It’s bedtime and the Wimbledons are trying to sleep, but it’s noisy in the house tonight and poor old Dad has to investigate every disturbance. Whatever is Stanley the dog up to? He wakes Mum by howling at the moon. Then Dad finds him down in the basement, hammering the oil tank. A buzzing noise that’s irritating Wanda is traced to Stanley, who’s busy with the old TV, and the smell that’s sickening Willie turns out to be Stanley making catfish stew. By the time baby Wylie alerts them to splashing (Stanley’s clearing the bathroom drain) the whole family is awake. And that’s when a huge KAPOW sends them flying – literally. Stanley’s in the attic, and they’re heading for the MOON….
For a couple of spreads, Stanley’s behaviour seems fairly standard for a dog – lying on the porch, howling at the moon. Finding him hammering the boiler is a step into different territory: one that Walter Wimbledon fails to grasp. In that page-turn, the course of the book is set as Stanley’s determination and resourcefulness are displayed for all (except the Wimbledons) to see…. and the cause of all this industry? A pink Moon-poodle… It seems that Stanley is in love – and as soon as we reach the final page, we want to read again to spot the clues. The house always did look rather tall and thin! And doesn’t that fuzzy image on the old TV look poodle-shaped?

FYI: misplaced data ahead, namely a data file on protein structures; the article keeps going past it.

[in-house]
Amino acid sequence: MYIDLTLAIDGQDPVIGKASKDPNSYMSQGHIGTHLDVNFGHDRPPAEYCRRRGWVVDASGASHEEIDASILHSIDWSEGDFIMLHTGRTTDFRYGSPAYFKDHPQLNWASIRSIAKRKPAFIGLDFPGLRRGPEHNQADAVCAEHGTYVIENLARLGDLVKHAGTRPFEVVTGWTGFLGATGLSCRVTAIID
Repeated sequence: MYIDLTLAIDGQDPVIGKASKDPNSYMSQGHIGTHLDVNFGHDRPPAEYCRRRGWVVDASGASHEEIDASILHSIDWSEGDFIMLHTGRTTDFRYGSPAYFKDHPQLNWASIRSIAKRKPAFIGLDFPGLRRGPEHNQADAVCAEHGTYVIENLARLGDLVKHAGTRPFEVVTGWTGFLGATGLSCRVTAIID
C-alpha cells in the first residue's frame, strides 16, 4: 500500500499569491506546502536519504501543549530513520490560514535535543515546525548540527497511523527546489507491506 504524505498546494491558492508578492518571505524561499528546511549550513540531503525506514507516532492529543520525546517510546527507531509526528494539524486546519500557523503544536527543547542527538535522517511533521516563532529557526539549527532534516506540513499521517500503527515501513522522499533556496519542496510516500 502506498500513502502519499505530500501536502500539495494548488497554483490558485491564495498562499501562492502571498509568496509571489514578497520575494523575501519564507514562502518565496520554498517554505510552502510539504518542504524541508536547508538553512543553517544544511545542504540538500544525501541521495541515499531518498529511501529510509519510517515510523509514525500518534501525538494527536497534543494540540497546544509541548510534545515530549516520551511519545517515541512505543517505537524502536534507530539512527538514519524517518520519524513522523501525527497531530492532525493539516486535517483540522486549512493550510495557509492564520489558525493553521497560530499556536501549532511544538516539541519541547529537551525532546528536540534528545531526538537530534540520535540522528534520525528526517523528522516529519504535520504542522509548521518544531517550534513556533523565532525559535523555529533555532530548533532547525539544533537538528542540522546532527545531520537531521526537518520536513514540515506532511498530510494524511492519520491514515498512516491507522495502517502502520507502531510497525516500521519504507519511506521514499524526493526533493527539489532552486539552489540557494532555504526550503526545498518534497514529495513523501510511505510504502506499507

Jon Agee’s rhyming text sets a brisk pace in this immensely enjoyable picturebook, but it’s the interaction between words and pictures (and deadpan humour) that really makes this book sing.
Bold cartoon-style lines, dramatic layouts and expressive characters carry us, helter-skelter, through the action, but there are gentler pleasures, too. Agee’s subdued palette evokes an atmosphere of reluctant night-time wakefulness that will be familiar to many readers, and Stanley’s disregard for conventional pet behaviour is quietly hilarious. And watch out for the silent cat! CFH